After months of widespread grassroots protests and intensified media coverage, the battle over school boards partially culminated in the results of Tuesday’s nationwide elections, which saw hundreds of outsider candidates run for school board positions, according to CNN.
One example was in the state of Pennsylvania, where the newly-formed statewide PAC Back to School Pa, spent over $600,000 to back 208 candidates for school board seats in 54 localities across the state. The PAC, founded by Bucks County father Paul Martino, said that 101 of its candidates had claimed victory in their races.
Back to School Pa, which campaigned primarily on a platform of finally reopening schools and putting an end to remote and virtual learning measures, was first launched after a donation of $10,000 from Martino, a venture capitalist, and initially endorsed 94 candidates. After its launch, over 200 local groups from across the state applied for funds from the PAC, with many of them receiving funding of $10,000 each.
“We didn’t support regions and parents based on the winnability of their districts,” said Back to School Pa’s Executive Director Clarice Schillinger. “We supported those who aligned with us on a single issue of keeping our schools open, regardless of party.”
Other efforts were not so successful, with a Philadelphia-based group called Reimagine Radnor failing to win any of the four seats where its candidates ran after receiving financial backing from Back to School Pa. Separate recall efforts across the country also failed, including one in the Mequon-Thiensville School District in Wisconsin, and another in Nemaha, Kansas.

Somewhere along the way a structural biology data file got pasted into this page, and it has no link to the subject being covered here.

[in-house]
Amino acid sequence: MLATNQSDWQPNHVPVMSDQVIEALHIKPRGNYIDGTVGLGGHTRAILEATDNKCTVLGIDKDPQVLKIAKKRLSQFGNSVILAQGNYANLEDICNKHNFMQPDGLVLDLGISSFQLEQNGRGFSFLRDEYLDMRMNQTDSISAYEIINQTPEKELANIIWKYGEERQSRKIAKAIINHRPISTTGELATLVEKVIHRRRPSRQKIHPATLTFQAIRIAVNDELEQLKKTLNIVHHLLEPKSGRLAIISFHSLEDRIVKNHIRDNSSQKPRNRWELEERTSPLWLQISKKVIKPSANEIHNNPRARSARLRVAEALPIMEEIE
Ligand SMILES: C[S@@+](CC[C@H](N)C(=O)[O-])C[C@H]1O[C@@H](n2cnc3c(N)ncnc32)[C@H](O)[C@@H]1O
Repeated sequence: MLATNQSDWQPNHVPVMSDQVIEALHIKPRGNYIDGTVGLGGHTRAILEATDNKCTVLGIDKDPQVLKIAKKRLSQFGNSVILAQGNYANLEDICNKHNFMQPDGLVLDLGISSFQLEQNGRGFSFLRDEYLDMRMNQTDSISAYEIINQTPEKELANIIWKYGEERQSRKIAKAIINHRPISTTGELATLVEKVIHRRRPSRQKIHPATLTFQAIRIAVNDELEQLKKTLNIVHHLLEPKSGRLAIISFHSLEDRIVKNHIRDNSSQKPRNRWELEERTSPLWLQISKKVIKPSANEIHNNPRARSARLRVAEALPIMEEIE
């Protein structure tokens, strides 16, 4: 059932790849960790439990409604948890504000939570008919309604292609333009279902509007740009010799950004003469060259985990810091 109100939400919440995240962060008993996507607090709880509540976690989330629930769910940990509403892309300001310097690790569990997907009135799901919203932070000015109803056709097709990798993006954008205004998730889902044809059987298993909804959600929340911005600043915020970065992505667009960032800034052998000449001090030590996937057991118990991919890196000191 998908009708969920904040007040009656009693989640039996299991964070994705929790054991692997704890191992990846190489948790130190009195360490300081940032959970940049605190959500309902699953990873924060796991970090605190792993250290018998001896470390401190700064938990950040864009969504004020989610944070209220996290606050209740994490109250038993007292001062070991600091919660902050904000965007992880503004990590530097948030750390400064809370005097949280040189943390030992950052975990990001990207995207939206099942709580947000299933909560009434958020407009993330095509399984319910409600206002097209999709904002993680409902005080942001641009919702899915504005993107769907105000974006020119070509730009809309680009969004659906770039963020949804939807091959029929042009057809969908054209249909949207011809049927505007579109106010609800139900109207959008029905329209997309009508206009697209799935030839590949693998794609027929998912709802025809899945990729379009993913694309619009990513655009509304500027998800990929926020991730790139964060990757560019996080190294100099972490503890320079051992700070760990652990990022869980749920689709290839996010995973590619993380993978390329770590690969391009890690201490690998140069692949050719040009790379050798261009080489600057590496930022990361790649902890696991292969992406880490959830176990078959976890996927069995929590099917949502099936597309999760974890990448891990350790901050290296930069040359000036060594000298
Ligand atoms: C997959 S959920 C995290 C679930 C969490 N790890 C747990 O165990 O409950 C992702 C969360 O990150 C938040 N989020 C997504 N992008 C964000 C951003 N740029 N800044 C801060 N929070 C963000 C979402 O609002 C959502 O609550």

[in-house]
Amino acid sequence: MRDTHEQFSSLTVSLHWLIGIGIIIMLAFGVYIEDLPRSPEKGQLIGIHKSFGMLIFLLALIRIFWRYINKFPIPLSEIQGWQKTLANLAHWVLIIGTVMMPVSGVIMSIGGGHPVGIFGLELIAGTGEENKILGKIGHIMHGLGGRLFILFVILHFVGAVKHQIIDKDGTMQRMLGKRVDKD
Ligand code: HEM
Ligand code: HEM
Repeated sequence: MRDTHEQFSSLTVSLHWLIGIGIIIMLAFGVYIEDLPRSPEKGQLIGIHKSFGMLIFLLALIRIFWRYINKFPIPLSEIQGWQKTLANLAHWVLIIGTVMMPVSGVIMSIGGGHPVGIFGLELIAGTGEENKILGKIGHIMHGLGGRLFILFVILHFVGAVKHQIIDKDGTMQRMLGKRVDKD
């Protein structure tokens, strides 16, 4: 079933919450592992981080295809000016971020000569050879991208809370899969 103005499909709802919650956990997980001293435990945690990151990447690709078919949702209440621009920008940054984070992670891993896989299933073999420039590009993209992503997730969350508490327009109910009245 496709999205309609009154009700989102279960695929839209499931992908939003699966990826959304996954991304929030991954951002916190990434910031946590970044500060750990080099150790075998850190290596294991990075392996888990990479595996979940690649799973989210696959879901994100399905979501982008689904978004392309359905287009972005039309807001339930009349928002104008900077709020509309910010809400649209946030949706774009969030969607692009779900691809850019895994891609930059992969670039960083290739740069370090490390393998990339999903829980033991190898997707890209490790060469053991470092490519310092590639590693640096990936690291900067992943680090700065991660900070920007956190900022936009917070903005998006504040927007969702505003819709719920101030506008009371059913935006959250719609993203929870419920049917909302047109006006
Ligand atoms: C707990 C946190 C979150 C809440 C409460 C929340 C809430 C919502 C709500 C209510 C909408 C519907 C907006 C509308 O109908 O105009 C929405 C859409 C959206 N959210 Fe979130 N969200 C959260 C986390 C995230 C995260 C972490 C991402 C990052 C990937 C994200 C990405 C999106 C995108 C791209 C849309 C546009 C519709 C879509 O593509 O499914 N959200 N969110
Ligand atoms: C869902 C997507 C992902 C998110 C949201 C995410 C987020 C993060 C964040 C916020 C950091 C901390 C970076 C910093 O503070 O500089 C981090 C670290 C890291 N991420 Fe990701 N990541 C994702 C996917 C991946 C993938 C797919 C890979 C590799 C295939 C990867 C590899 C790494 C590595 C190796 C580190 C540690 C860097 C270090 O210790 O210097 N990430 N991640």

But the battle over schools, and particularly hot-button cultural issues such as Critical Race Theory (CRT) and pro-“transgender” policies, proved highly successful for Republicans in the state of Virginia. In the state that Joe Biden won over President Donald Trump by 10 points just last year, Republicans flipped all three statewide offices, reclaiming the positions of Governor, Lieutenant Governor, and Attorney General. The Virginia GOP also flipped control of the House of Delegates, which previously had a 5-seat Democratic majority, and currently holds a 2-seat majority according to current election results.
The results in Virginia, widely characterized as a “red wave,” do not bode well for Biden and the national Democratic Party, who are facing long odds of maintaining their congressional majorities in the 2022 midterms. Democrats currently maintain a 50-50 tie in the United States Senate, broken only by the vote of Vice President Kamala Harris, and hold just a 3-seat majority in the United States House of Representatives.